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From Classroom Teachers to Global Adventurers:
Accra, Ghana -- "Walking through the forest in the dark is both amazing and unnerving. There are all kinds of creatures calling but you can't see anything except the path in front of you. At one point we stopped on the trail for a moment and three of us starting shouting in pain while hopping all around. We had stopped right in the middle of a column of soldier ants." (Excerpt from the Virtual Explorers Ghana Expedition, December 2001.)
The Real Explorers Behind Virtual Explorers
As the two prepared to join McGuire in her research, they realized that they could share their journey and the scientific data they collected online with students all over the world. The result is Virtual Explorers, a non-profit organization and web site for students and teachers that promotes and supports scientific education in project-based learning via the Internet.
Using VirtualExpedition.org in the Classroom
"We wanted to ask big provocative questions," says Reid, "questions without simple answers. How do you create a conservation plan that protects the dolphins and secures the livelihood of the people who live along the river?"
The raw data offers a unique opportunity for teachers to access real results for use in practicing the scientific inquiry process. However, not many visitors have tapped into the data files. Luke and Reid believe that they need more support for teachers to use the data. They plan to partner with a teaching college and science education professionals to develop classroom activities, lessons, and activity sheets that will make the site an easier fit for classroom teachers.
Promoting Science to Girls
They gauge their audience by the emails that come through the site. Most response comes from girls from around the world who are interested in the research or in pursuing science careers. Many adults interested in wildlife conservation or technology adventures also use the site. They both recognize that they need to add more "scaffolding" to the site to provide teachers with more ways to use the information effectively in the classroom.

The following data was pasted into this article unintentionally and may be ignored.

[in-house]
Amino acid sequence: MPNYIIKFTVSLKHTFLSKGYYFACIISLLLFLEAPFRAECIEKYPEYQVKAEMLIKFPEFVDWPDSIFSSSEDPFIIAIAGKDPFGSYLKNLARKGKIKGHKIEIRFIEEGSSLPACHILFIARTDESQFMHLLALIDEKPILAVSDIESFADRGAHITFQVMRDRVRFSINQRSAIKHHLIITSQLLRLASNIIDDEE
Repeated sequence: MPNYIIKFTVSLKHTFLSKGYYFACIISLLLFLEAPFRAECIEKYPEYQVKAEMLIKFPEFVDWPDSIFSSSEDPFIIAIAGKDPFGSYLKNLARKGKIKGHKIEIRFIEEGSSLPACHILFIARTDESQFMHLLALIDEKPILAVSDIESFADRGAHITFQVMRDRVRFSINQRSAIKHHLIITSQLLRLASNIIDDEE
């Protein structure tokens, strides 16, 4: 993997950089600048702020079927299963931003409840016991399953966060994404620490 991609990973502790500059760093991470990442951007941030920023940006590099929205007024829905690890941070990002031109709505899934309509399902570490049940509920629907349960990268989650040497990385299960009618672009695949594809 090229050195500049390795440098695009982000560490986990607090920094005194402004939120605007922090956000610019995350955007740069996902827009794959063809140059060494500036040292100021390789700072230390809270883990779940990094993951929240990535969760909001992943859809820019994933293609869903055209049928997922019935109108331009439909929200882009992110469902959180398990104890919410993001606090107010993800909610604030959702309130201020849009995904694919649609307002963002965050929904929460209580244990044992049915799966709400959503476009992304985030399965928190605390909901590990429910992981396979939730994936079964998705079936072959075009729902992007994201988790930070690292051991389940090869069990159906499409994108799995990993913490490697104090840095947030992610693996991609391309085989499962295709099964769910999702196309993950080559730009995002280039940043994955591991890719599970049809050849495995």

"We use DreamWeaver to create the pages and transmit them via satellite phone from the jungle or the river," says Luke. "We use solar panels and batteries for power. AlphaSmart keyboards allow us to type up our stories without using as much power as a full-blown laptop."
Their advice for classroom teachers using technology
In her work, Luke sees that teachers need to take technology learning one step at a time. "You can't wait to know everything," she advises. "No one knows everything. I start from the curriculum and then add technology. I work with teachers in the classroom or they learn while I teach the students." A student-centered teaching style lends itself more readily to technology integration in her experience.
Reid has two suggestions for teachers. She says: "Set one goal for yourself: this year I'm going to learn about databases or how to create an iMovie. Pick one thing and get good at it." She also recommends ISTE as a good starting place for teachers to learn more about the research related to technology use in education.
The Worldwide Classroom